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or Anything worth doing is worth doing poorly!

8 July 2009

Ok. After posting yesterday, the way went downhill. The exercise regimen didn't start up. Ate junk food for dinner. BUT the dogs were carried for a walk, so I was able to salvage some parts of my schedule.

The good thing about having a fixed schedule is that when things start to fall apart, it becomes possible to perform triage (I always wanted to use this word). I was able to look at my schedule and decide what was going to be saved and what was just not going to happen.

The first things to go were the optional tasks - going to get some pictures framed, looking for new sandals.

By the time I realised things were far downhill, I already knew I was heading towards a (non) schedule where I would eat junk food, read for two hours, miss my exercise class, not walk the dogs and feed them very late.

Rather than try to get everything back in place, stress myself out, and fail at getting anything I want done, I chose damage control and compromise. I still ate junk food, but at somewhere closer to home. I decided to walk the dogs later - but still walk them. They'd still get fed pretty late, but at least they'd get fed and walked - which they and I would prefer.

The exercise class just didn't happen. But you can't win them all and I was at least able to call the instructor to say not to expect me.

This is one of those glass half full situations. I could agonise about that I screwed up my diet, didn't get my scheduled tasks done, missed my exercise class. I could be stressed that I'm falling into depression and failing again.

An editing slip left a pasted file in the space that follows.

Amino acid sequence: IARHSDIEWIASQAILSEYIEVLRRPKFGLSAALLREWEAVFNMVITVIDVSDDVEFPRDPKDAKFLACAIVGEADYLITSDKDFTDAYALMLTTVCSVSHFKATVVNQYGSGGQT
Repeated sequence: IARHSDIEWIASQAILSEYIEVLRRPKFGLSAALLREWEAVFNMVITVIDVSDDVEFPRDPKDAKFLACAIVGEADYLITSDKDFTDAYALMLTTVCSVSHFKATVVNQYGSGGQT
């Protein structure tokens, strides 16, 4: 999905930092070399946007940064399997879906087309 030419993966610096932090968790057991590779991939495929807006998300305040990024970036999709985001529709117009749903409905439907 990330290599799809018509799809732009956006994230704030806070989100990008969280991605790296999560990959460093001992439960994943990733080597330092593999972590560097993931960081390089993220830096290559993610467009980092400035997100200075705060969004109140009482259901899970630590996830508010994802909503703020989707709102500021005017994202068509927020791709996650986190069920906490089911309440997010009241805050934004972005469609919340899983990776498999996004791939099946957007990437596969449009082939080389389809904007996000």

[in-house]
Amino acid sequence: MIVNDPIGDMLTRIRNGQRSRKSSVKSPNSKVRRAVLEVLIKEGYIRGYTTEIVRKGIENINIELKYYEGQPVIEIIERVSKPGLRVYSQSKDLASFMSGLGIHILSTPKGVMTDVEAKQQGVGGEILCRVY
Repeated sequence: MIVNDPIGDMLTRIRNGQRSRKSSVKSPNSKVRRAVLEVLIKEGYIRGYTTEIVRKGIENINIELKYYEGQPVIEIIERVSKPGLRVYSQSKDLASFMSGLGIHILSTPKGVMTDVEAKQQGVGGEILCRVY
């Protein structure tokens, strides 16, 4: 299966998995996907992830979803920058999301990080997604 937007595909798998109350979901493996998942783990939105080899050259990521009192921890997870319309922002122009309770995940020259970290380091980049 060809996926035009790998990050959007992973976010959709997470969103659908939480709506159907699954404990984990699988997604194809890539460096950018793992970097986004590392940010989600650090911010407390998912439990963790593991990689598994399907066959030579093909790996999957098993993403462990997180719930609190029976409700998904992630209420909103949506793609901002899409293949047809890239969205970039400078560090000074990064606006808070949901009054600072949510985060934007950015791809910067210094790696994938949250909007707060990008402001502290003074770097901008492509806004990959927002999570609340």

Or, I could congratulate myself for still getting the dogs walked and working hard to ensure the situation didn't degenerate further. And trust me, it took a lot of hard work and a lot of focus and a lot of effort to hold even the partial schedule together.

I refused to be stressed out. My current way of thinking is - ah well, tomorrow is another day. What didn't get done will get done when it gets done. I'll be back on my diet again, and I can join the exercise class next week. And I know that things take a little longer when you are bipolar, so why stress about any of this.

I'll celebrate the victories that I have. I eventually ended up on my porch last night watching the full moon rising. Gorgeous. Life is good.

Anything worth doing is worth doing poorly

[text] If something is worth doing, it is worth doing poorly rather than not at all. self.GetMotivated

Submitted 6 hours ago by Crazy_ManMan

I find many people do this where they continue to procrastinate on something until they feel they are good enough at it to get it perfect, but they never reach that unrealistic ideal of perfect in their head and thus miss out. If something is worth doing it is worth giving it a shot and not getting it perfect. It will make one better at it in the future, and it feels good to get tasks completed rather than putting them off indefinitely. This also holds true of depression, it is better to half heartedly try and go outside than it is to not go outside at all, poorly clean up than not clean up at all, etc. It will help one feel better. Perfectionism is not our friend, it slows us down and exhausts our energy. We can get more done if we do not obsess over every little detail.

The following two items are helpful but Doesn’t work with people who have depression See page Books about Organising


2. From Forbes

Things That Are Worth Doing Are Worth Doing Poorly

Have you ever had an idea that truly excited you, but you waited to act on it, only to find that when you did eventually take action it wasn’t all it seemed cracked up to be? Or worse, you never acted on it at all because you never got around to it?

Throughout your life, how many inspired and worthy ideas ended up in the trash heap of discarded possibility? How many of those ideas would you have liked to have implemented? Why didn’t you take action the moment you felt the excitement of possibility course through your body?

For most of us, we fail to take action on an idea for one of three reasons:

1. The timing is "inconvenient," so we tell ourselves we’ll do it later.

2. We believe we don’t have enough resources to properly execute the idea now.

3. We want to test the feasibility of an idea before we do anything about it.